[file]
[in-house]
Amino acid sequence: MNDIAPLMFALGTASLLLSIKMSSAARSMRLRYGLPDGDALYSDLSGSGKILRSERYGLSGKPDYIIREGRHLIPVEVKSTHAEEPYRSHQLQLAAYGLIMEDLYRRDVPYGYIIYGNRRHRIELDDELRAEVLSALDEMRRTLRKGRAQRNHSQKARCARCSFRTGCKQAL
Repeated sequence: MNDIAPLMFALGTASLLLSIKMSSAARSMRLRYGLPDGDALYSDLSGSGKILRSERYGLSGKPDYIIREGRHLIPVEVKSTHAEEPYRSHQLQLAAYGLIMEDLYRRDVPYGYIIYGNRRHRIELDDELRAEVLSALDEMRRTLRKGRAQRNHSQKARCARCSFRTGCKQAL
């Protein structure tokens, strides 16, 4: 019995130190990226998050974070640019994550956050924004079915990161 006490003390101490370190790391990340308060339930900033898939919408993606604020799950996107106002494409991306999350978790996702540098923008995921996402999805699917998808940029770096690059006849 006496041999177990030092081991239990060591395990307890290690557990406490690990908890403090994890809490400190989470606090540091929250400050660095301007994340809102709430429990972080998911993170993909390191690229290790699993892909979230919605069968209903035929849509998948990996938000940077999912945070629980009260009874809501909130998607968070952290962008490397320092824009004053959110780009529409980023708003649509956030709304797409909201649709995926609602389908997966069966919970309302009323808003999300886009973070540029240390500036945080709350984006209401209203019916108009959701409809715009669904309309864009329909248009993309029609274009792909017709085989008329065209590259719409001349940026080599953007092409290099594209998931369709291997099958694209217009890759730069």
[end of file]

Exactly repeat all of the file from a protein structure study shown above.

[in-house]
Amino acid sequence: MNDIAPLMFALGTASLLLSIKMSSAARSMRLRYGLPDGDALYSDLSGSGKILRSERYGLSGKPDYIIREGRHLIPVEVKSTHAEEPYRSHQLQLAAYGLIMEDLYRRDVPYGYIIYGNRRHRIELDDELRAEVLSALDEMRRTLRKGRAQRNHSQKARCARCSFRTGCKQAL
Repeated sequence: MNDIAPLMFALGTASLLLSIKMSSAARSMRLRYGLPDGDALYSDLSGSGKILRSERYGLSGKPDYIIREGRHLIPVEVKSTHAEEPYRSHQLQLAAYGLIMEDLYRRDVPYGYIIYGNRRHRIELDDELRAEVLSALDEMRRTLRKGRAQRNHSQKARCARCSFRTGCKQAL
């Protein structure tokens, strides 16, 4: 019995130190990226998050974070640019994550956050924004079915990161 006490003390101490370190790391990340308060339930900033898939919408993606604020799950996107106002494409991306999350978790996702540098923008995921996402999805699917998808940029770096690059006849 006496041999177990030092081991239990060591395990307890290690557990406490690990908890403090994890809490400190989470606090540091929250400050660095301007994340809102709430429990972080998911993170993909390191690229290790699993892909979230919605069968209903035929849509998948990996938000940077999912945070629980009260009874809501909130998607968070952290962008490397320092824009004053959110780009529409980023708003649509956030709304797409909201649709995926609602389908997966069966919970309302009323808003999300886009973070540029240390500036945080709350984006209401209203019916108009959701409809715009669904309309864009329909248009993309029609274009792909017709085989008329065209590259719409001349940026080599953007092409290099594209998931369709291997099958694209217009890759730069």